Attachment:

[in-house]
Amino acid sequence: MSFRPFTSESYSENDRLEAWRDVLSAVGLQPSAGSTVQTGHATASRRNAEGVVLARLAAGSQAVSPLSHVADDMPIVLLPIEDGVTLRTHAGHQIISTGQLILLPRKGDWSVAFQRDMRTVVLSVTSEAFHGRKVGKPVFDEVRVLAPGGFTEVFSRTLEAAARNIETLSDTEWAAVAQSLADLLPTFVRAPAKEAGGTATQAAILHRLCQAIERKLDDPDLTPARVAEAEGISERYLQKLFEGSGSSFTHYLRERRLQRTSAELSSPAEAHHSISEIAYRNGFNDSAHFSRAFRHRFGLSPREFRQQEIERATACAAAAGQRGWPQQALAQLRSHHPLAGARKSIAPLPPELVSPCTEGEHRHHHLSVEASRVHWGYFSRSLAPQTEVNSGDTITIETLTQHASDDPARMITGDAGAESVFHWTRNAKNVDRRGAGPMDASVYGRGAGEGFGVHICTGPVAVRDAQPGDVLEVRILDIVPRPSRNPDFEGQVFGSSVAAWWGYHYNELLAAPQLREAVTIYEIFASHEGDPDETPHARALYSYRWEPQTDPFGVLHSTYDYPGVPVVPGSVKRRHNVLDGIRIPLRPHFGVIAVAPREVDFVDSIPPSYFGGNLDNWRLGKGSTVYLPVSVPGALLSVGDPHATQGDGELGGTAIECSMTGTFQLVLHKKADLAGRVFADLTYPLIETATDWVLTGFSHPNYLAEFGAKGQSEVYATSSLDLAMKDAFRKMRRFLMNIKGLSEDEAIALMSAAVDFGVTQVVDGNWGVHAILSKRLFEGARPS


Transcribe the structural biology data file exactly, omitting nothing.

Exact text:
[in-house]
Amino acid sequence: MSFRPFTSESYSENDRLEAWRDVLSAVGLQPSAGSTVQTGHATASRRNAEGVVLARLAAGSQAVSPLSHVADDMPIVLLPIEDGVTLRTHAGHQIISTGQLILLPRKGDWSVAFQRDMRTVVLSVTSEAFHGRKVGKPVFDEVRVLAPGGFTEVFSRTLEAAARNIETLSDTEWAAVAQSLADLLPTFVRAPAKEAGGTATQAAILHRLCQAIERKLDDPDLTPARVAEAEGISERYLQKLFEGSGSSFTHYLRERRLQRTSAELSSPAEAHHSISEIAYRNGFNDSAHFSRAFRHRFGLSPREFRQQEIERATACAAAAGQRGWPQQALAQLRSHHPLAGARKSIAPLPPELVSPCTEGEHRHHHLSVEASRVHWGYFSRSLAPQTEVNSGDTITIETLTQHASDDPARMITGDAGAESVFHWTRNAKNVDRRGAGPMDASVYGRGAGEGFGVHICTGPVAVRDAQPGDVLEVRILDIVPRPSRNPDFEGQVFGSSVAAWWGYHYNELLAAPQLREAVTIYEIFASHEGDPDETPHARALYSYRWEPQTDPFGVLHSTYDYPGVPVVPGSVKRRHNVLDGIRIPLRPHFGVIAVAPREVDFVDSIPPSYFGGNLDNWRLGKGSTVYLPVSVPGALLSVGDPHATQGDGELGGTAIECSMTGTFQLVLHKKADLAGRVFADLTYPLIETATDWVLTGFSHPNYLAEFGAKGQSEVYATSSLDLAMKDAFRKMRRFLMNIKGLSEDEAIALMSAAVDFGVTQVVDGNWGVHAILSKRLFEGARPS